NBA Mulls Expansion But It’s Not “On The Front Burner”

Given the large loss of revenue due to the pandemic, NBA commissioner Adam Silver admits the league is taking the possibility of expansion more seriously, according to USA Today’s Chris Bumbaca.

“It’s sort of the manifest destiny of the league that you expand at some point,” Silver said. “I’d say it’s caused us to maybe dust off some of the analyses on the economic and competitive impacts of expansion. We’ve been putting a little bit more time into it than we were pre-pandemic. But certainly not to the point that expansion is on the front burner.”

Silver has dismissed expansion in recent years, as ESPN’s Tim Bontemps notes (Twitter link).

The league hasn’t added a team since Charlotte came into the league in 2004. Seattle lost its franchise to Oklahoma City in 2008. Seattle is expected to get heavy consideration for a new franchise if the league expands again.

One of the issues with expansion, according to Silver, is that the league is already struggling with competitive balance.

“It’s not a secret that we don’t have 30 competitive teams at any given time right now when you go into the season, measured by likelihood of ability to win a championship,” he said.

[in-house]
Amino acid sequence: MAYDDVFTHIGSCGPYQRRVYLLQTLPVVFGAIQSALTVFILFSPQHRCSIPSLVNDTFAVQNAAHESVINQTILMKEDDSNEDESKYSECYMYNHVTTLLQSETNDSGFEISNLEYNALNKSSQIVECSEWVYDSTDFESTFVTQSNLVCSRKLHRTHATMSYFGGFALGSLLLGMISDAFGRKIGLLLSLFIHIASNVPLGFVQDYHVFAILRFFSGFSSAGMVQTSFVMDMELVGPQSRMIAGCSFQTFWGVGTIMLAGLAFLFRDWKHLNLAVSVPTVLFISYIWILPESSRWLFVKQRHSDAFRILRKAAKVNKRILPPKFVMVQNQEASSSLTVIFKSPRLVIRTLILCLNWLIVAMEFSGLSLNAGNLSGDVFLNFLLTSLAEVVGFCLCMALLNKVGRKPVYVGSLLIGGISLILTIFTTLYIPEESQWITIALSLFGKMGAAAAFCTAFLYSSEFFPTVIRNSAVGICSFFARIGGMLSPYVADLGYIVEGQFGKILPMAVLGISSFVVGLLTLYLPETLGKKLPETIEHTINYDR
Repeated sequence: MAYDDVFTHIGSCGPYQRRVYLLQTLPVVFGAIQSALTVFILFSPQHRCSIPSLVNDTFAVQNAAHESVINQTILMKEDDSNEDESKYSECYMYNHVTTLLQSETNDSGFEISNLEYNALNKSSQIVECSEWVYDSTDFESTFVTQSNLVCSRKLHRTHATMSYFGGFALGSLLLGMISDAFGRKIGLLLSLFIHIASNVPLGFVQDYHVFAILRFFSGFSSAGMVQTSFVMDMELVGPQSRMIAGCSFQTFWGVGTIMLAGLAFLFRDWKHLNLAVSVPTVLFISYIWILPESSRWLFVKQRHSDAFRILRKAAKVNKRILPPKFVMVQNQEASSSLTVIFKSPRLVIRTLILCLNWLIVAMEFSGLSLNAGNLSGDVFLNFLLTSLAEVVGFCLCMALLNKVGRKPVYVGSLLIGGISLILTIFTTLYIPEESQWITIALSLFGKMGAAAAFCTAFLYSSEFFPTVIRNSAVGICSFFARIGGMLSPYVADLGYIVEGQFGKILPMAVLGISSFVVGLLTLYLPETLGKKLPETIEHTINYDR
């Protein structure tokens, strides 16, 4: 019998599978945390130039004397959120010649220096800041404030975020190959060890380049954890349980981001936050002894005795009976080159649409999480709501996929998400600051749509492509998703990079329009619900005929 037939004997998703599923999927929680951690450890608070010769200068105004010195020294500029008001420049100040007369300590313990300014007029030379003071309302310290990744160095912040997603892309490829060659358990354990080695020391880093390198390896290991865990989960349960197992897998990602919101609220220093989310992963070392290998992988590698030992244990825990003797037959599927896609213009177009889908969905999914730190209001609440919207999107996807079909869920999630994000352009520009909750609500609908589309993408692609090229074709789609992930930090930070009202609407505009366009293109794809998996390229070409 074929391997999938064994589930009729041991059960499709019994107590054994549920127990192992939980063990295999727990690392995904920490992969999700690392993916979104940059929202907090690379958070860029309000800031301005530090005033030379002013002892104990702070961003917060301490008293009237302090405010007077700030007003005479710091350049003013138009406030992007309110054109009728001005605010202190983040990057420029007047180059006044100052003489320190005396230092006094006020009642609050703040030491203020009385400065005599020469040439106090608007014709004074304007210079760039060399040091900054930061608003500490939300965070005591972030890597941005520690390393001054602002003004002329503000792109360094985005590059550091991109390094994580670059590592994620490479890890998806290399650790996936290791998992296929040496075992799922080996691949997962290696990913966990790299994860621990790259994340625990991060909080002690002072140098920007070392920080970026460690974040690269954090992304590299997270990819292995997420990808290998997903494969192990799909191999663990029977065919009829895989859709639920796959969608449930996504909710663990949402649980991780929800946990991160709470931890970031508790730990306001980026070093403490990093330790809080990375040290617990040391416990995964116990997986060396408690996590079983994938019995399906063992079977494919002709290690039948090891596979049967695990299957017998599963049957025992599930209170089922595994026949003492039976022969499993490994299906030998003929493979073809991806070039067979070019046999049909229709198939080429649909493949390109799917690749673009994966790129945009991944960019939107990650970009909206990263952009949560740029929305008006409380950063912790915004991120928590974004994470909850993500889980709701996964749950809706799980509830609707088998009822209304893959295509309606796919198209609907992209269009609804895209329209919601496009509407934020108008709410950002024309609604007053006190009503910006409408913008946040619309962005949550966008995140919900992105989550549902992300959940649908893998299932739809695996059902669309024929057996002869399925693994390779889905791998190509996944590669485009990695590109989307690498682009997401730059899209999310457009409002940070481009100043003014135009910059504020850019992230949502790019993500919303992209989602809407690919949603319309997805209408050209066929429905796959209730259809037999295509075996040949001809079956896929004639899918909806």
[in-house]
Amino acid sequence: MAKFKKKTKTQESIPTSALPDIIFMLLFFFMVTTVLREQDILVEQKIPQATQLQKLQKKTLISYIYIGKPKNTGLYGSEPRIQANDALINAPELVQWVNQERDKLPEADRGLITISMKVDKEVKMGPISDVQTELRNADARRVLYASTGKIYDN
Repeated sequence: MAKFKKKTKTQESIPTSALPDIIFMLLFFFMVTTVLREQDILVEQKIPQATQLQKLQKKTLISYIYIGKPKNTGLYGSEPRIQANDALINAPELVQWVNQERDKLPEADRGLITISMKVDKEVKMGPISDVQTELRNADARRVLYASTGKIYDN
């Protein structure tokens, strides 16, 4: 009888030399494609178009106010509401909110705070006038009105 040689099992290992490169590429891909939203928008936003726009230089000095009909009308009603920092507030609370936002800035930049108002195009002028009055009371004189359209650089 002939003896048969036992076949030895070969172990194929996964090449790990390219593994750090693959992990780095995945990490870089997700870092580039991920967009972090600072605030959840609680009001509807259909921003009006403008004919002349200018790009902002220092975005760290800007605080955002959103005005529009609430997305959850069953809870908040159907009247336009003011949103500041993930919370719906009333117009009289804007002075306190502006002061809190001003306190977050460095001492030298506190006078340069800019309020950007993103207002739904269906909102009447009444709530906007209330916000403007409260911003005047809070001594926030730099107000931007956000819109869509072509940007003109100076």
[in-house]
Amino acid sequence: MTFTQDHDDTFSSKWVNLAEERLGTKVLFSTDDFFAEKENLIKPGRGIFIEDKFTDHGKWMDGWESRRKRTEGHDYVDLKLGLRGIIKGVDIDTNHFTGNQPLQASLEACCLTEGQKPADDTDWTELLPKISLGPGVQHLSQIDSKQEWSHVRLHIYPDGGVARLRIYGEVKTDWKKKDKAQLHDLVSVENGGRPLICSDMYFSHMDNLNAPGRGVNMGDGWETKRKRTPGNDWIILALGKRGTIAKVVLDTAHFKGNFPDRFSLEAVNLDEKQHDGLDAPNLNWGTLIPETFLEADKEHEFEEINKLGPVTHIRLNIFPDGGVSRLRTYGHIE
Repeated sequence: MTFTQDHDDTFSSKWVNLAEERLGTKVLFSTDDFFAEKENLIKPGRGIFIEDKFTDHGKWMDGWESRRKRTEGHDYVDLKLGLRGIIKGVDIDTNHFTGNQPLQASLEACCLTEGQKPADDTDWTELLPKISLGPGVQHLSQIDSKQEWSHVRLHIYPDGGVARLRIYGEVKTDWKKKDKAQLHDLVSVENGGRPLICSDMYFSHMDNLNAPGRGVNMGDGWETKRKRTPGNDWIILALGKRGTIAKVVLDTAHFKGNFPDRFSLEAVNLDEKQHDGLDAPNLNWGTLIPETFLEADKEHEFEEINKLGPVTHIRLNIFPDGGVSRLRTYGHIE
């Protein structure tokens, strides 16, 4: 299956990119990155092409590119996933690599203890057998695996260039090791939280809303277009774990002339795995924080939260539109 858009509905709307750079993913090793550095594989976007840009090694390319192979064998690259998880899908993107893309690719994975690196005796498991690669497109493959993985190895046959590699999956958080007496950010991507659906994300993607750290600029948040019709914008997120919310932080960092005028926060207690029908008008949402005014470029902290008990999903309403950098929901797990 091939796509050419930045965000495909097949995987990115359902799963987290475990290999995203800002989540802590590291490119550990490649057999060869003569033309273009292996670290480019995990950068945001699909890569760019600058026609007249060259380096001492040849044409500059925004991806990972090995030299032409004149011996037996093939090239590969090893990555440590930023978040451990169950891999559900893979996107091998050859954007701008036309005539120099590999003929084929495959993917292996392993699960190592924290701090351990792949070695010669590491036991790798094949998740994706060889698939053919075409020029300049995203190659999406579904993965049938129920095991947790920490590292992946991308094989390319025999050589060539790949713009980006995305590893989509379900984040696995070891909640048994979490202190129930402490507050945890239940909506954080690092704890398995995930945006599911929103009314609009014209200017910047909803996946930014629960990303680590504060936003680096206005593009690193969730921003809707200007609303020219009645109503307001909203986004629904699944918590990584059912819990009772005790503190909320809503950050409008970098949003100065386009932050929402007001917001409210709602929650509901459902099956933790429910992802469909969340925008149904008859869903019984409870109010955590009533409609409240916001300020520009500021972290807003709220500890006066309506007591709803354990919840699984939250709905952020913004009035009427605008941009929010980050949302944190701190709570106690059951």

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54 thoughts on “NBA Mulls Expansion But It’s Not “On The Front Burner”

  1. El Don

    How bad it would be to have 30 teams all competing to win, right?
    So many teams failing & falling short of their expectations!
    A good league will have a few teams ready to win it all, a bunch of competitive teams & a few teams that are gonna be real bad… & that is how a good league will operate!
    Seattle, San Diego & San Juan should be were the 2 new teams come from!

    • The Howler

      Watching your to team go from the dregs to champion is one of the great experiences that a fan can have. I have experienced that with the Packers and hope to with the Bucks. The Brewers look to be a ways away from winning a championship.

    • Tatsumaki

      Would prefer clippers to go back to San Diego if that’s the case. Think Seattle is a lock, Las Vegas or Vancouver are realistic seconds

    • shawn hemp

      As long as the SuperSonics are back in the green and yellow I’ll be happy

    • You said two new teams but listed three locations. Who would you dump out of that?

      • Tatsumaki

        Clippers simply relocate not an expansion. Two teams expanding would be Seattle and either Vancouver or Las Vegas.

        • x%sure